See the E3 2019 trailer below:
Animal Crossing: New Horizons news and rumors
Japanese outlet Famitsu has shared some new screenshots from Animal Crossing: New Horizons. The images give a glimpse of the game world as well as the day-to-day activities that can be engaged in while there.
Check out some of the images below and find the rest on Famitsu itself.
A look at customisation
A handful of new images from Animal Crossing have emerged online and have been shared by GameXplain. These new images don’t give much away in terms of gameplay but they do give a good insight into the more extensive range of customisation options players will have available to them when creating their New Horizons character. Players will be able to change hair, eyes, mouths, noses and outfits to create a character that suits them and you can see the images in the video gallery below.
During the game trailer in September 2019, we saw Nook Miles, the game’s new currency that will be alongside Bells. You can earn Nook Miles by performing quests on the island and then you can exchange them for things like recipes and items, though all the things you can get with Nook Miles has not been confirmed yet.
In an interview with IGN, the Animal Crossing development team confirmed that there will be both local and online multiplayer elements in Animal Crossing: New Horizons. In the local multiplayer mode, up to four players will be able to play together on an island, each using a single Joy-Con. All players will appear on one screen instead of the split screen setting.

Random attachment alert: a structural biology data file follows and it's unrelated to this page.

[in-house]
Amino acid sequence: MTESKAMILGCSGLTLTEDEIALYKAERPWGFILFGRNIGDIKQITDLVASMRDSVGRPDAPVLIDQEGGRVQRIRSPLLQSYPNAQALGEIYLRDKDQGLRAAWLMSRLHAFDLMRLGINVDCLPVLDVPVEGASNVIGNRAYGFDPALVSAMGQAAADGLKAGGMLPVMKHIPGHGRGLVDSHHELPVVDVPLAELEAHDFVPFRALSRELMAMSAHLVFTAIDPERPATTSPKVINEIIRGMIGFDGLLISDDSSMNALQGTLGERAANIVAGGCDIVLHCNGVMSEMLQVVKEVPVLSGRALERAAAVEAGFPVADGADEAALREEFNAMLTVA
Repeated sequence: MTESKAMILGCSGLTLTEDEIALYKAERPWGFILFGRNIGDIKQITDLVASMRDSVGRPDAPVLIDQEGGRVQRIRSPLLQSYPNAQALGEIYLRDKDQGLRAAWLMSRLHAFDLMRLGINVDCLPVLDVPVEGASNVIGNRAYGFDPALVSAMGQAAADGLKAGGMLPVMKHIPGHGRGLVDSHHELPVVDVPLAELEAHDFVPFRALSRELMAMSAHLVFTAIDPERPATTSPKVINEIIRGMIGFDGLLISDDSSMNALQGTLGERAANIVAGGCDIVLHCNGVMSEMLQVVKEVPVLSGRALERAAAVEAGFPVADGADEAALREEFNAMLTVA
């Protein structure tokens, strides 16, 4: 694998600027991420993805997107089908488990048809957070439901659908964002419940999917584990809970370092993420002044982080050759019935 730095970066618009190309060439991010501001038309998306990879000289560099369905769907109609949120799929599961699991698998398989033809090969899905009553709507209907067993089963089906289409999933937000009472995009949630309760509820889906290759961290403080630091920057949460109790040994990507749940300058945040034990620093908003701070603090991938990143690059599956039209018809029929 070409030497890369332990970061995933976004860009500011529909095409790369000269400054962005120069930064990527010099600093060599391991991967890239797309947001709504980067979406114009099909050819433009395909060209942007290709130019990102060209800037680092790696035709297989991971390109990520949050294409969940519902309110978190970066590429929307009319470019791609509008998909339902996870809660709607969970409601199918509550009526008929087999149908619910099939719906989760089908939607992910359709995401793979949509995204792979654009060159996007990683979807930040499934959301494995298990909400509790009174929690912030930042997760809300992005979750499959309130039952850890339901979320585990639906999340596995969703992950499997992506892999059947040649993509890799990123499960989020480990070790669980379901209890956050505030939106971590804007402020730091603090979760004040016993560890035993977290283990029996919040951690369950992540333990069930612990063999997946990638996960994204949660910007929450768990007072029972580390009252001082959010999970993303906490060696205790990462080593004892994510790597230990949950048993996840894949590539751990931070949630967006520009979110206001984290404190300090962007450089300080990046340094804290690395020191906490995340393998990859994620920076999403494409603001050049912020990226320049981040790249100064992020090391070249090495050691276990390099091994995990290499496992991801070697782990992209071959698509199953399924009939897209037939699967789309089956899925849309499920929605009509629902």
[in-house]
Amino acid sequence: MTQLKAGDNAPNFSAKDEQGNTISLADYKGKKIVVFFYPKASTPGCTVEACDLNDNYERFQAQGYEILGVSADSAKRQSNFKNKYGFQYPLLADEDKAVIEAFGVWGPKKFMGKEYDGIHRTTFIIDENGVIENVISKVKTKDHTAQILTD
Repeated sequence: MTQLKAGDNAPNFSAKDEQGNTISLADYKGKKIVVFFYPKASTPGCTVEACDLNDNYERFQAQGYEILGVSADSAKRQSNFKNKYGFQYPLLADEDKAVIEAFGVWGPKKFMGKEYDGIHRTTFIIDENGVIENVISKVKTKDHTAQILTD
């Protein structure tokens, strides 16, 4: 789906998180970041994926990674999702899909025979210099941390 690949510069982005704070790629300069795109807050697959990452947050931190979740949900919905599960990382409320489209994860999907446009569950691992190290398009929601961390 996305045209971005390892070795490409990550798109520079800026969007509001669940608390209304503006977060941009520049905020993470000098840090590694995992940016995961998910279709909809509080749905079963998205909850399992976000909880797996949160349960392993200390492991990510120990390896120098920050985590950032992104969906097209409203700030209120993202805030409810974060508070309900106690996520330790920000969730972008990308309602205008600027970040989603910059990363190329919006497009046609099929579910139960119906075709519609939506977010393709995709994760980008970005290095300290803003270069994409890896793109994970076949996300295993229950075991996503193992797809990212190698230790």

On many online players, things get bigger as up to eight players will be able to play on an island. By talking to each other, Animal Crossing will be compatible with the Nintendo Switch Online application.
Animal Crossing will support auto-save, meaning there is no more fear that Mr. Resetti will come after you when you accidentally reset the game without saving.
A neat feature for Animal Crossing fans living in the southern hemisphere was revealed during the Nintendo E3 Treehouse livestream: area! Yes, in Animal Crossing: New Horizons, players will be able to set up the area they live in, meaning that the seasons in the game will truly reflect the people you are experiencing in real life.
We never thought we would say this, but manufacturing will play a major role in the next Animal Crossing game. Shown in the New Horizons trailer above, we see villagers collecting sticks, wood and stones on Tom Nook’s craft bench to create new items such as axes and, let’s say, fishing poles. Without setting up shop on the island, we think this is how we will have new furniture and stuff in the game.